Friday, December 12, 2008

visiting schools with Mom

I generally get along well with my mother. She’s a scientist, as I mentioned before, and a proud feminist. So she says. But her feminism kinda gets caught up short when it runs into her maternal “but you’re my little girl” feelings. This drives me nuts.

So here’s what happened when I announced that I was going on a big grad school-visiting tour:

Mom: “You’re going all by yourself?”
Me: “Ma… [for some reason I call her “Ma” if I’m exasperated/whiny] I’ve been living on my own for years. I drive by myself for work all the time. I travel for hours in lousy conditions to get to remote little field sites. I am perfectly capable of navigating to various schools.”
Mom: “But I have a bunch of vacation time I need to use up. And you know how I love to travel…”
Me: “Look, I’ll be fine.”
Mom: “I’ll pay for my half of the travel expenses. We can take my car.”
Me: “Your car, eh?”

So off we went. I was pretty paranoid about appearing to be a snowflake/helicopter child, so like an embarrassed teenager, I tried to park her in inconspicuous places while I met people. She explored the greenhouse/museum/gothic architecture while I was otherwise occupied, and she had knitting for when she got bored.

My mother says she had fun seeing all the different schools on that trip. It was also nice to get a second opinion from someone with no financial stake in the final decision this time. We did, however, decide that our driving styles were somewhat incompatible (she drives like an old lady, I don’t) for any further extensive road trips.

Thursday, December 11, 2008

parental visitation

EcoGeoFemme's post today reminded me of when my parents came to visit my grad school. My mother had been there before, when I was applying (the relationship between me, my mother, and my grad school application process is another post altogether) but it was the first time my father had seen the school.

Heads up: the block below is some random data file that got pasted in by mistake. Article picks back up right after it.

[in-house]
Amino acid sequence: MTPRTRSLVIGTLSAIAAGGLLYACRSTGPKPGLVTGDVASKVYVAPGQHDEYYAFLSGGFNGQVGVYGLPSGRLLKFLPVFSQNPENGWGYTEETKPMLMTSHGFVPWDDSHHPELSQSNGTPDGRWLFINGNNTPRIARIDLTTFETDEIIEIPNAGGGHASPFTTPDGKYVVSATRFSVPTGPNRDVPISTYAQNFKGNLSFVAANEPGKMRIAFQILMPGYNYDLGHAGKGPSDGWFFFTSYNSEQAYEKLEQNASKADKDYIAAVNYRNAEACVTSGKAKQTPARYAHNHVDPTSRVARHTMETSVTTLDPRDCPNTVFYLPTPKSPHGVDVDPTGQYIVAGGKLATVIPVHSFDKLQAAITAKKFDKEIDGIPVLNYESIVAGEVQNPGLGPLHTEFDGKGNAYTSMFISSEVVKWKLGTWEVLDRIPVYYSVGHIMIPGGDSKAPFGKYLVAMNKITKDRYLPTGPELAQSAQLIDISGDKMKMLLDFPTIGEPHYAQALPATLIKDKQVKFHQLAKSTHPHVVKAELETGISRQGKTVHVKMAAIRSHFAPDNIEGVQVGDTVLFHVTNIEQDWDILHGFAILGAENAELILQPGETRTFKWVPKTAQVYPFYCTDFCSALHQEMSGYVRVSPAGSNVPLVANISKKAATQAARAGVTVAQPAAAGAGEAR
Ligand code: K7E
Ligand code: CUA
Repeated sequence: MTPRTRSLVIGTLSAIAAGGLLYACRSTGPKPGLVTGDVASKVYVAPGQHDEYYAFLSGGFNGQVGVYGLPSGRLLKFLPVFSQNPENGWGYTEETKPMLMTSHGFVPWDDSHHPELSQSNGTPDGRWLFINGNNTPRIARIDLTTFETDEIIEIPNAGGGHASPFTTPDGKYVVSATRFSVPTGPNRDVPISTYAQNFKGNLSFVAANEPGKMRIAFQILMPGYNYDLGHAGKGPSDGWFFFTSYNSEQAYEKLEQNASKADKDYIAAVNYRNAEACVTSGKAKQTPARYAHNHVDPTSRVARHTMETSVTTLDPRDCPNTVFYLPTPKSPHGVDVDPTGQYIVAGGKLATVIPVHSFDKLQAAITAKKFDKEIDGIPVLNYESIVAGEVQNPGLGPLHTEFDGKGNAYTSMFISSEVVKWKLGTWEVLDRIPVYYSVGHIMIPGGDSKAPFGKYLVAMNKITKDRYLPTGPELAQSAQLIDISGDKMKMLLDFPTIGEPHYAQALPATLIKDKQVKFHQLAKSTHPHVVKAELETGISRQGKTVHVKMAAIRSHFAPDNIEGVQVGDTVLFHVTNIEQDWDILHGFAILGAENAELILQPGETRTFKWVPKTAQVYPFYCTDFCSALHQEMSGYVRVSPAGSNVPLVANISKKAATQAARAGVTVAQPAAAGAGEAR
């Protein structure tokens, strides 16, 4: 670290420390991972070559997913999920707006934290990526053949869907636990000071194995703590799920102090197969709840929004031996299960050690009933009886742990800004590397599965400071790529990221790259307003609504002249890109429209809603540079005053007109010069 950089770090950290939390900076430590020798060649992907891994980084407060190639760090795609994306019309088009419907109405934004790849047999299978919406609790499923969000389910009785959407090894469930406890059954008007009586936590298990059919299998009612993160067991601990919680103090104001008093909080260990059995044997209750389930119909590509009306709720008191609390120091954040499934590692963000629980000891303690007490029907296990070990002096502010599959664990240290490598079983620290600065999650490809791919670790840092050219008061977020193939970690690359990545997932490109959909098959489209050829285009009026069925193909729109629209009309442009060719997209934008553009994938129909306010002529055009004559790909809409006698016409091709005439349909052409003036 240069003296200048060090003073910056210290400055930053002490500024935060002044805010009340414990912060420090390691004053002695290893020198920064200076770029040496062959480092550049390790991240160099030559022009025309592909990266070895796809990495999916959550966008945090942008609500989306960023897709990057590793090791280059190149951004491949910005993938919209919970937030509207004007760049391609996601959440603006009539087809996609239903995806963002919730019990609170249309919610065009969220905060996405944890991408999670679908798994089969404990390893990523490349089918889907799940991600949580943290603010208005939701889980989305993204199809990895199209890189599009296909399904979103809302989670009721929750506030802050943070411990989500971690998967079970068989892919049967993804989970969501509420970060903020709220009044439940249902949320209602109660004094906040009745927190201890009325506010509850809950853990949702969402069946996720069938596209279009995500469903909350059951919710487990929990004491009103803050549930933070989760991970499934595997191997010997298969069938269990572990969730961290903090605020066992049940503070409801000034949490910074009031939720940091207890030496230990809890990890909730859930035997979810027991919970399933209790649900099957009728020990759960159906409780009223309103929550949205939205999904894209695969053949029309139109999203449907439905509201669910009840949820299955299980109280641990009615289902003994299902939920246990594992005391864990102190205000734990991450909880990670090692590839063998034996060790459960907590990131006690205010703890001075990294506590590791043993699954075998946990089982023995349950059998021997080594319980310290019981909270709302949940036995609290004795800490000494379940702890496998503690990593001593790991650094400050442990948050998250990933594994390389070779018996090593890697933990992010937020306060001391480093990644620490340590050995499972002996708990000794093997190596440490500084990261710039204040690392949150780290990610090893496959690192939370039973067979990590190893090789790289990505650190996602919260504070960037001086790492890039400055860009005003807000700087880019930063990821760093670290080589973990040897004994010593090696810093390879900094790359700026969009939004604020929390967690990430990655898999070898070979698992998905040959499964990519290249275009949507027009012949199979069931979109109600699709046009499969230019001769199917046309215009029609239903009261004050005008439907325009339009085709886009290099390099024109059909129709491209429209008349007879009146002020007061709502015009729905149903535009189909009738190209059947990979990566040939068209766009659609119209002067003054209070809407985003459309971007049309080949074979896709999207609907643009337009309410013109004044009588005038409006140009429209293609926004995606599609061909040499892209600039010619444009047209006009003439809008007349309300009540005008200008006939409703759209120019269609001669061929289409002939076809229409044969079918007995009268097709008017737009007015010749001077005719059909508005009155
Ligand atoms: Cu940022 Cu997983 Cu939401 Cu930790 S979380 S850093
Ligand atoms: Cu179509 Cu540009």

I don't think my parents met my advisor, since they visited on a weekend. But I showed them various equipment and lab spaces. The funny thing in my case is that my parents are science/tech people (they worked in industry). When they saw the equipment that our research group uses, their immediate reaction was, um, nostalgia.

Mom: "Aw, look at this [complicated machine]. I used that exact same model back in the late seventies, when we had to do everything by hand. And I haven't seen this type of [standard lab equipment] in ages. It doesn't even have [painfully obvious safety gear]."

Dad: "Dot-matrix printers?"

I walked them all over campus (I do stuff in 2 departments separated by miles of hallways) and we ended up at my department's watering hole, where my parents got to sample the local brews. They did end up meeting some of my fellow grad students, and a good visit was had by all.

Wednesday, December 10, 2008

advisor aging

My advisor is close to the end of his career. He's old enough that we have a little "retirementwatch" going. Each time he takes on a new student, we're surprised. On the other hand, I have a friend in the same department with a brand-new advisor - he's the professor's first student. I've seen two big differences between us:

1. Workload

My friend's professor is striving for tenure and trying to make her mark, so she's stressing out about teaching new classes and doing BIG NEW IMPORTANT research. In order to do this, she's piled a massive amount of work on my friend, who is a master's student like me.

My professor has advised generations of students. He's taught classes for decades (and he's quite good). He doesn't have anything to prove; he's already famous in his little spot in academia. So my project is sufficient for a good thesis, but I'm not running around doing massive amounts of extra work. I pulled some 13 hour days, but that was for only a part of my time as a grad student.

2. Money

My friend spent a lot of his time writing proposals and then writing reports to explain the results in order to get continued funding. He had to justify everything he bought and used.

My professor has ridiculously extensive connections, with sources of money all over the place. Thanks to his knowledge of school and money-dispersing regulations, he pretty much spends it as he sees fit. So I'm able to use more equipment. Not that my buddy can't beg/borrow stuff, but it's always better if it's your stuff that's getting lent out because you have first dibs.

We represent extreme cases - most professors I know are less stressed than my friend's advisor and not as detached as mine. Overall, my friend is doing a lot more work, but that means that he's learning more and has a more extensive CV/resume. I would like to think that's just as good as having a big-name advisor, since in my case I have the feeling people are thinking, "that old fossil still has students?"